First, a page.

The Tentacle Erotica in The War of the Worlds by Henrique Alvim Corrêa
In 1906, nine years after its first edition, the book The War of the Worlds, by H. G. Wells, had received another edition among the many it already had. The difference is that this new edition didn’t come with the illustrations by the British artist Warwich Goble, who had illustrated the first edition, but with those of a Brazilian artist named Henrique Alvim Corrêa (Fig.1).
Fig.1. Illustration for The War of the Worlds, by H. G. Wells
But who was Henrique Alvim Corrêa?
Henrique Alvim Corrêa was born in Rio de Janeiro, in 1876, and died in Brussels, in 1910. In 1892, right after the proclamation of the Republic of Brazil, at the age of 16, Henrique left for Europe. In 1903, he sets himself a challenge: to make a series of illustrations from the classic The War of the Worlds. With the authorization of H. G. Wells, Henrique produces 132 illustrations for the book.
Fig.2. Illustration for The War of the Worlds, by H. G. Wells
The War of the Worlds
What draws attention in Henrique’s work for The War of the Worlds is the violence and eroticism reconciled by the artist’s use of expressionism when representing the alien invasion. Different from Warwich Goble’s work, Henrique Alvim Corrêa chooses to insinuate more than show clearly the alien forms (Fig.2), through a play of lights and shadows that recalls the mise en scene of expressionist films that emerged much further ahead, such as The Cabinet of Dr. Caligari, 1920. As an offshoot of the erotic prints, he had been developing, Henrique creates, for Wells’ work, one of the most famous images: that of a woman, being attacked by alien tentacles (Fig.3), in a deeply erotic pose that reminds us of The Dream of the Fishermans Wife, from Hokusai.
Fig.3. Illustration for The War of the Worlds, by H. G. Wells
However, the eroticism in the work of Henrique Alvim Corrêa is not limited to these images from The War of the Worlds. Of what was left of his work, since part was lost, in 1914, when Germany invaded Belgium, and in 1942, when the ship, which transported his drawings and illustrations to Brazil, was sunk by a German torpedo, we can see how his erotic is constituted in a transgressive way, by mixing the sacred and the profane and by showing the hypocrisy of social behavior. Thus, in some of his images, we see angels masturbating men or shaving women (Fig.4 and 5), as if the profane and the sacred had never been separated in our culture.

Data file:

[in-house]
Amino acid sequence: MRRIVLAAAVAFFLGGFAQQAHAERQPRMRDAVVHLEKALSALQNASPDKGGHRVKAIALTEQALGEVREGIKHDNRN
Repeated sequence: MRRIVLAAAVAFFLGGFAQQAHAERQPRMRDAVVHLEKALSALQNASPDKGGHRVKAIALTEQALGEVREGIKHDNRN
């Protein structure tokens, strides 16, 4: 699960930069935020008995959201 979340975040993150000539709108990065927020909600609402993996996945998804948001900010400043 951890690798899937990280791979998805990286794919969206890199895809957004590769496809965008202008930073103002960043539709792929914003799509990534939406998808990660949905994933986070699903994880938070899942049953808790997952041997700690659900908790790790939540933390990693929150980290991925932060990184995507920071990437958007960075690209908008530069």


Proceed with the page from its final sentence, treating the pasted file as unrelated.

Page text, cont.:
Fig.5. Untitled Source: Pinterest.
In one of his most striking engravings, we have, sitting on a penis whose tip is a skull, a woman having oral sex with an angel (Fig.6), in a situation that recalls Bataille’s notion of the profane and sacred: “From eroticism it’s possible to say that it is the approval of life even in death”. In another engraving (Fig.7), continuing this theme, the artist exhibits a variation of the death and the maiden, again using the play between light and shadow.
Produced under the pseudonym HL, Henrique Alvim Corrêa will also explore social behaviors, such as representing a couple copulating in front of their own daughter (Fig.8), which resemble some shunga images, for example, Couple and kids under mosquito net (c.1800), from Kitagawa Utamaro, or by subtly exposing the shameless behavior of a cleric on the beach (Fig.9). Among the various erotic images that Henrique Alvim Corrêa created, one stands out as a work that could well belong to the series that he made for The War of the Worlds or be a reinterpretation of The Dream of the Fisherman’s Wife, from Hokusai, since we see a woman, whose legs are tentacles, attacking a male figure. In a way, this image can be interpreted as an emblem of the work of Henrique Alvim Corrêa, at the moment when death, violence and sex are unified by the absurdity that is the very human condition.
Click HERE and check out a profound article on Hokusai’s The Dream of the Fisherman’s Wife (130+ mesmerizing pics!)
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